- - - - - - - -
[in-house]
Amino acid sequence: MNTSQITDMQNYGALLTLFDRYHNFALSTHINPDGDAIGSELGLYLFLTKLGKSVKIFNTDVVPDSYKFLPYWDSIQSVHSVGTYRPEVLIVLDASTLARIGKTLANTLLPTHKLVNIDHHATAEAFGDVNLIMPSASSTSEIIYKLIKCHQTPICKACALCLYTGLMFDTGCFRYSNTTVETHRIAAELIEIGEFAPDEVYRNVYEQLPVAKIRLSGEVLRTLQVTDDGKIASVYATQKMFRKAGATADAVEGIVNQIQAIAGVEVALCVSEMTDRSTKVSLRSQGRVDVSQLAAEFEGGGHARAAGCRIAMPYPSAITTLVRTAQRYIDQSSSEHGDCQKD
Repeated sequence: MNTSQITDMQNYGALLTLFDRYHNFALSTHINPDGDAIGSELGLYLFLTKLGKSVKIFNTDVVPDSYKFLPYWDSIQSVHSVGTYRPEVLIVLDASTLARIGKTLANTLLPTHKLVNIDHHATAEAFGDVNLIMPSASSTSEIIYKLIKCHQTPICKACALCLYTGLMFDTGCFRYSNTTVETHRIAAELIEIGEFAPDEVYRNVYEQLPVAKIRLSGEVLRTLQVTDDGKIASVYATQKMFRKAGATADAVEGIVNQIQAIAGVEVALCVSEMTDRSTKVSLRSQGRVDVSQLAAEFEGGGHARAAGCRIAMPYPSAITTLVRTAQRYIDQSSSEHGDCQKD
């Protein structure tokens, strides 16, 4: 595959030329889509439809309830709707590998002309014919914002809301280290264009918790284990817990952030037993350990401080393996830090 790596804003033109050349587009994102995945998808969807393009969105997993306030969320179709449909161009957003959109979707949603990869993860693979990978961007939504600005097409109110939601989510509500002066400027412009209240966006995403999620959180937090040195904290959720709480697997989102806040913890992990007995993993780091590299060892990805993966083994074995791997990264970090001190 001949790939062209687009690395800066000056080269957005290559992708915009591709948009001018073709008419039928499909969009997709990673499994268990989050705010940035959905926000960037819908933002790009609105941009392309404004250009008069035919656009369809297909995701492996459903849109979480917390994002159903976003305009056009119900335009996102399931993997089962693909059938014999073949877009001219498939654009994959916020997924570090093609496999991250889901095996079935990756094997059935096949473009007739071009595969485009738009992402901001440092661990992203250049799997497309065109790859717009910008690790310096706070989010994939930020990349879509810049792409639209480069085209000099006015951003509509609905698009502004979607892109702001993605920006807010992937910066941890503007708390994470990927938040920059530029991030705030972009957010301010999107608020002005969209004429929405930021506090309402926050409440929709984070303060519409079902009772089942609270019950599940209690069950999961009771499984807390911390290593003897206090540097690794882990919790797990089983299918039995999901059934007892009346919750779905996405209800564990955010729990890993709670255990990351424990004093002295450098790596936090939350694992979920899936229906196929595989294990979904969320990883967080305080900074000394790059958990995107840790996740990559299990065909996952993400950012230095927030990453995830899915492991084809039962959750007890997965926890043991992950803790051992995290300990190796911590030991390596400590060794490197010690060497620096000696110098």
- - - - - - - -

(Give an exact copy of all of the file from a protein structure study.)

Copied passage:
[in-house]
Amino acid sequence: MNTSQITDMQNYGALLTLFDRYHNFALSTHINPDGDAIGSELGLYLFLTKLGKSVKIFNTDVVPDSYKFLPYWDSIQSVHSVGTYRPEVLIVLDASTLARIGKTLANTLLPTHKLVNIDHHATAEAFGDVNLIMPSASSTSEIIYKLIKCHQTPICKACALCLYTGLMFDTGCFRYSNTTVETHRIAAELIEIGEFAPDEVYRNVYEQLPVAKIRLSGEVLRTLQVTDDGKIASVYATQKMFRKAGATADAVEGIVNQIQAIAGVEVALCVSEMTDRSTKVSLRSQGRVDVSQLAAEFEGGGHARAAGCRIAMPYPSAITTLVRTAQRYIDQSSSEHGDCQKD
Repeated sequence: MNTSQITDMQNYGALLTLFDRYHNFALSTHINPDGDAIGSELGLYLFLTKLGKSVKIFNTDVVPDSYKFLPYWDSIQSVHSVGTYRPEVLIVLDASTLARIGKTLANTLLPTHKLVNIDHHATAEAFGDVNLIMPSASSTSEIIYKLIKCHQTPICKACALCLYTGLMFDTGCFRYSNTTVETHRIAAELIEIGEFAPDEVYRNVYEQLPVAKIRLSGEVLRTLQVTDDGKIASVYATQKMFRKAGATADAVEGIVNQIQAIAGVEVALCVSEMTDRSTKVSLRSQGRVDVSQLAAEFEGGGHARAAGCRIAMPYPSAITTLVRTAQRYIDQSSSEHGDCQKD
């Protein structure tokens, strides 16, 4: 595959030329889509439809309830709707590998002309014919914002809301280290264009918790284990817990952030037993350990401080393996830090 790596804003033109050349587009994102995945998808969807393009969105997993306030969320179709449909161009957003959109979707949603990869993860693979990978961007939504600005097409109110939601989510509500002066400027412009209240966006995403999620959180937090040195904290959720709480697997989102806040913890992990007995993993780091590299060892990805993966083994074995791997990264970090001190 001949790939062209687009690395800066000056080269957005290559992708915009591709948009001018073709008419039928499909969009997709990673499994268990989050705010940035959905926000960037819908933002790009609105941009392309404004250009008069035919656009369809297909995701492996459903849109979480917390994002159903976003305009056009119900335009996102399931993997089962693909059938014999073949877009001219498939654009994959916020997924570090093609496999991250889901095996079935990756094997059935096949473009007739071009595969485009738009992402901001440092661990992203250049799997497309065109790859717009910008690790310096706070989010994939930020990349879509810049792409639209480069085209000099006015951003509509609905698009502004979607892109702001993605920006807010992937910066941890503007708390994470990927938040920059530029991030705030972009957010301010999107608020002005969209004429929405930021506090309402926050409440929709984070303060519409079902009772089942609270019950599940209690069950999961009771499984807390911390290593003897206090540097690794882990919790797990089983299918039995999901059934007892009346919750779905996405209800564990955010729990890993709670255990990351424990004093002295450098790596936090939350694992979920899936229906196929595989294990979904969320990883967080305080900074000394790059958990995107840790996740990559299990065909996952993400950012230095927030990453995830899915492991084809039962959750007890997965926890043991992950803790051992995290300990190796911590030991390596400590060794490197010690060497620096000696110098």